Paul: I mean, it's not about necessarily what's bringing them together, whether it is the kind of a passion of lifting weights or it's the passion of golf or whatever it is. But if there is that community and it's not being served and they all like the same things and then suddenly you're bringing them together under one banner, which is one brand. Is that the piece here that they tapped into?
Richard: Yeah, I think it is as a summary. Yes. I don't know, again, if you, Paul, or your listeners are spending any time on TikTok yourselves and thinking about how that algorithm does so well at picking up what you're into because you spend an extra millisecond hovering on a piece of content, it very quickly learns what you find entertaining. And it's interesting, isn't there a number of creators in that space, content creators that are in very unusual niches, and I'm sure like around things that you're really into. And I suppose what's interesting there, some of those interests that you have, there's a product or a service that can come to service more and satisfy the need of a consumer to consume something in that space. And that's where the opportunity, I think, Gymshark closed down. There was an element of that. But also, I think what's interesting for a thing that we were conscious of and I'm really proud of actually is that up until when Gymshark came around, the weight training area of gyms was actually relatively small compared to the cardio areas. And also the female usage of that space in the gym was very low, it was an overtly male space. And I think, I don't know if you go into a... a gym now, you'll find it's a much more balanced environment, men and women. I think also in terms of age range, that's different. And also when you look at the percentage of space that's given to functional training, their own weight training versus cardio, that's grown significantly. And that's, I think, Gymshark definitely had a causal effect of those changes, giving consumers that perhaps didn't have that confidence to enter that space. Because it can be a bit intimidating when you see very large and in shape guys doing their squats and lifts and stuff like that. And I remember being delighted as sort of like, you know, hiding in plain sight as a Gymshark advisor employee and watching young men and women enter that space at the beginning of their journey. you know, wearing Gymshark, you know, it was absolutely delightful.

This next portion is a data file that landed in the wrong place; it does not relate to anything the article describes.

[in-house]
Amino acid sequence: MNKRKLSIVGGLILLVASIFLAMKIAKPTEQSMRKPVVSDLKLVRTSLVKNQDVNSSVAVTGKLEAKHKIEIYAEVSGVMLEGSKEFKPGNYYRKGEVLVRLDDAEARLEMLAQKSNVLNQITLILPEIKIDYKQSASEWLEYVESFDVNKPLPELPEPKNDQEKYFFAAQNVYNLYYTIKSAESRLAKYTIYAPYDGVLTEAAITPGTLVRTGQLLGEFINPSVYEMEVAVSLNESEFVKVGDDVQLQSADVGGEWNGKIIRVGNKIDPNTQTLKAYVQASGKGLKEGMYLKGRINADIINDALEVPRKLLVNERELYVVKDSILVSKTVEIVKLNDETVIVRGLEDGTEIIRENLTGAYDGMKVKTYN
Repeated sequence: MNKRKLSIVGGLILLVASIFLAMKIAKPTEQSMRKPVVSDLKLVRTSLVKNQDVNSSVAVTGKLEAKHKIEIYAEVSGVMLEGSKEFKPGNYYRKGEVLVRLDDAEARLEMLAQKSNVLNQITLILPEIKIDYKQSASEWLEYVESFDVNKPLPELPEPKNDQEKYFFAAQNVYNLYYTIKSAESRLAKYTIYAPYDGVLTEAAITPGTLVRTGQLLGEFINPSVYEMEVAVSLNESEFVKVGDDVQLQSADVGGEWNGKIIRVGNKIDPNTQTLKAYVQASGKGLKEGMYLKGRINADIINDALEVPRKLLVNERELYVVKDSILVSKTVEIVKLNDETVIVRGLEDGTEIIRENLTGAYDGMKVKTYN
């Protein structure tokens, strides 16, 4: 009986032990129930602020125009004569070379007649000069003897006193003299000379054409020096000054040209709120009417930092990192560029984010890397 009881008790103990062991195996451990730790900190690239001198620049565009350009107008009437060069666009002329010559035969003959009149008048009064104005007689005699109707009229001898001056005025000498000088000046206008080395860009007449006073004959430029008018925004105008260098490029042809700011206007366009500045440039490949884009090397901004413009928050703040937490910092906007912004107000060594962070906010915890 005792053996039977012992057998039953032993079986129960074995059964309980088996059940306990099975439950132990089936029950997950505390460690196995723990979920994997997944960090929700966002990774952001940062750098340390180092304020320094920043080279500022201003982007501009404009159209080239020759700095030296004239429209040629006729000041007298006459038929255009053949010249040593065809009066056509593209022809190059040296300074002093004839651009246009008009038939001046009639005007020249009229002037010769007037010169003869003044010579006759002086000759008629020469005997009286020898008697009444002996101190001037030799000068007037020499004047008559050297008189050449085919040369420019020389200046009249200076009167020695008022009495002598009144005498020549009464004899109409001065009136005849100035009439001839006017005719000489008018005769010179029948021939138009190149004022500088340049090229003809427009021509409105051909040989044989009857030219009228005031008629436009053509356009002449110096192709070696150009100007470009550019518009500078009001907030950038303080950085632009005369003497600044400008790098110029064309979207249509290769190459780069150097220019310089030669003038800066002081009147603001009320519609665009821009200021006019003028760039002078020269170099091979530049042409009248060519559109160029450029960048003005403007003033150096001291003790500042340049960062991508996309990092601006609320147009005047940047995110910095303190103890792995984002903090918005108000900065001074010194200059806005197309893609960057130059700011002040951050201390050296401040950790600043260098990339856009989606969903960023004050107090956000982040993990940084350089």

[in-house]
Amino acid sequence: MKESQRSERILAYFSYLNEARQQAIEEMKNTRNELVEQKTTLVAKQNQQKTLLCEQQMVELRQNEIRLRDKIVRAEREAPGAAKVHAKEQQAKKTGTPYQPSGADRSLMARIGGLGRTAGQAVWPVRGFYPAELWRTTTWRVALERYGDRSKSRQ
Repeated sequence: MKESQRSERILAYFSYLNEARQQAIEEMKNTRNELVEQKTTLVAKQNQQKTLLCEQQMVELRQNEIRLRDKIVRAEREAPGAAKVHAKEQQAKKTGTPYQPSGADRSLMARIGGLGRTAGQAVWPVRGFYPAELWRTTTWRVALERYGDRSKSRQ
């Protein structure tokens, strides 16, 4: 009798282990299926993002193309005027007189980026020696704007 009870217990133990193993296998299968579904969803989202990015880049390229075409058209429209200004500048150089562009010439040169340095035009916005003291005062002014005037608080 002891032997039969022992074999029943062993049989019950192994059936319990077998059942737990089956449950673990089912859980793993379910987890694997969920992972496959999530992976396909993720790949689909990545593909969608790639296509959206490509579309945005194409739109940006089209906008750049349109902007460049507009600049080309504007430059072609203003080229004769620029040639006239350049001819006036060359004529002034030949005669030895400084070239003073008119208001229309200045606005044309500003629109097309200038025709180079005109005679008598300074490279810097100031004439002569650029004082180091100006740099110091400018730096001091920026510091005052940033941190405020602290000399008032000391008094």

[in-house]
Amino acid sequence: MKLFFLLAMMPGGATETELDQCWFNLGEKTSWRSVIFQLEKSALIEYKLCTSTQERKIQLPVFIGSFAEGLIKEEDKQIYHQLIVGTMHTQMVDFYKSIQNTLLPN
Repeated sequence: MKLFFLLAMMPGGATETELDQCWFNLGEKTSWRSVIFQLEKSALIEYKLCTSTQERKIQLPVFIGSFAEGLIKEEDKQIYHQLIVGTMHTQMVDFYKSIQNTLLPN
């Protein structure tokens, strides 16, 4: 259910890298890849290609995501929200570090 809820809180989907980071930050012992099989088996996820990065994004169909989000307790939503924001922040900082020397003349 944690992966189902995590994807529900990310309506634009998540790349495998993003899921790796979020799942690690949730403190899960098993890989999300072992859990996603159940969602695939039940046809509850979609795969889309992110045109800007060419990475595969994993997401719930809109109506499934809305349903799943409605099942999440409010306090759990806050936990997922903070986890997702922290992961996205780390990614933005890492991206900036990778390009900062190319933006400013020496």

Paul: I think it echoes another brand which we talk about a lot on this is Lululemon, the most successful athlete, athlete, athlete. brand before Gymshark came out and the trend is similar is that their trend was yoga and they were able to kind of capitalize on this community that was forming that actually they could become the spokespeople for and they can be the mechanics that are now.